There are three separate making-of featurettes, each of which covers a different facet of the movie and can be watched in chronological order for a complete history of the movie's production, from its earliest conceptions, to its reworking in 2000. First up is “The Lost Enterprise: Star Trek—Phase II,” which runs about 12 minutes in length and elaborates on the original plans for the Phase II TV series in the mid-1970s that eventually became the movie. This featurette includes interviews with several key writers and production personnel, as well as rare footage of production and make-up tests. Next is “A Bold New Enterprise: The Making of Star Trek: The Motion Picture,” which, at half an hour in length, is a somewhat more substantial look at the making of the movie itself. It features then-new interviews with director Robert Wise, editor Todd Ramsay, composer Jerry Goldsmith, then-Paramount executive Jeffrey Katzenberg, and actors William Shatner, Walter Koenig, and Stephen Collins (Leonard Nimoy is notably absent). Last is the 14-minute “Redirecting the Future: Making Star Trek: The Motion Picture—The Director’s Edition,” which traces how the movie was reworked by trimming some dialogue scenes and using the original storyboards to improve the special effects (this is best demonstrated in the scene that takes place on Vulcan). This featurette is particularly interesting to those who don’t know the movie by heart and aren’t sure what has been altered or eliminated. We also get a number of shorter featurettes: “The Longest Trek: Writing The Motion Picture” is an 11-minute look back at the film’s history (beginning with the abandoned Star Trek Phase II television series); “Special Star Trek Reunion” is a 10-minute featurette in which Trek fans who were invited to appear as extras in the Enterprise crew debriefing scene reminisce about the experience; and “Starfleet Academy SciSec Brief 001: Mystery Behind V’ger,” a 4-minute faux Starfleet instructional video.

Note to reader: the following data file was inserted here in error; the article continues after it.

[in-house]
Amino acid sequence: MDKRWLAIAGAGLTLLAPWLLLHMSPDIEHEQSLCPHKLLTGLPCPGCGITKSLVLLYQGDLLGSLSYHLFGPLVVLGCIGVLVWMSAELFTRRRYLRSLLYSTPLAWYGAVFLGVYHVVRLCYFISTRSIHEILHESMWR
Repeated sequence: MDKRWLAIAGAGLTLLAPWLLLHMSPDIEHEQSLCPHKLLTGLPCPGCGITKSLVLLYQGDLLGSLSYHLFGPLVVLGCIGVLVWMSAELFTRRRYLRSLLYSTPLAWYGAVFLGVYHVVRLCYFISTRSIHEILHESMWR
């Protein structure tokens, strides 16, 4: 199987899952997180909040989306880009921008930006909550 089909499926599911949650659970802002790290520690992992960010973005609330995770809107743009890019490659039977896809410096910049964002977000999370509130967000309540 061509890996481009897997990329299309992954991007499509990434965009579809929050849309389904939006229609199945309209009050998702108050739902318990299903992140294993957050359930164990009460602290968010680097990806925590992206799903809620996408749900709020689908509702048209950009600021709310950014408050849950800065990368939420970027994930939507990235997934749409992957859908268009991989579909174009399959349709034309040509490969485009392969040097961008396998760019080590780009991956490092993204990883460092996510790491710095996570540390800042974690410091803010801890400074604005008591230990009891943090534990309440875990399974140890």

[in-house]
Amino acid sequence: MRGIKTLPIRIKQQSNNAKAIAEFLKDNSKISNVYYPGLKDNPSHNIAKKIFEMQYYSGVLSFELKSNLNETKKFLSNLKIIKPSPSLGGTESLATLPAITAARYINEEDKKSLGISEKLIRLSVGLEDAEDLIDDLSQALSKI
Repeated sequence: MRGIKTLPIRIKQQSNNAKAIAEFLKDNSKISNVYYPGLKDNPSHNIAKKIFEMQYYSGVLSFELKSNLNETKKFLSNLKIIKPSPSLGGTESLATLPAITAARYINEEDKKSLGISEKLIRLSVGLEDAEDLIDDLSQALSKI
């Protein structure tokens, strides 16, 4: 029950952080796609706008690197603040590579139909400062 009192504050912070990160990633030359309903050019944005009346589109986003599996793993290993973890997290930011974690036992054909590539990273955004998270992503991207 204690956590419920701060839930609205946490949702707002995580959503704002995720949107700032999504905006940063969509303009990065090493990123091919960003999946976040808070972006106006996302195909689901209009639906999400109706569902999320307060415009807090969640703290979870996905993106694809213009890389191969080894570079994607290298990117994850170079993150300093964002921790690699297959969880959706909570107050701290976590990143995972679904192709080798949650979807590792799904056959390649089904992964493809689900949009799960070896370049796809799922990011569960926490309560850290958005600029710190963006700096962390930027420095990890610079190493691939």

As Star Trek: The Motion Picture has been available in at least three different versions, there is a hefty section of the disc devoted to alternate and deleted scenes. One section contains five scenes from the original 1979 theatrical version that were either shortened in the Director’s Edition or had their special effects revised. This section also contains bits that were trimmed out of other scenes and outtakes of a sequence inside V’Ger that was never completed. A second section contains 11 scenes (most of which are better described as fragments from already existing scenes) that had been added into the movie for its television broadcast in 1983, but are not included otherwise.
Other supplements include a storyboard gallery that contains roughly 75 storyboards for three key sequences: Vulcan, Enterprise Departure, and V’Ger Revealed. Also included are a teaser trailer, theatrical trailer, and eight TV spots.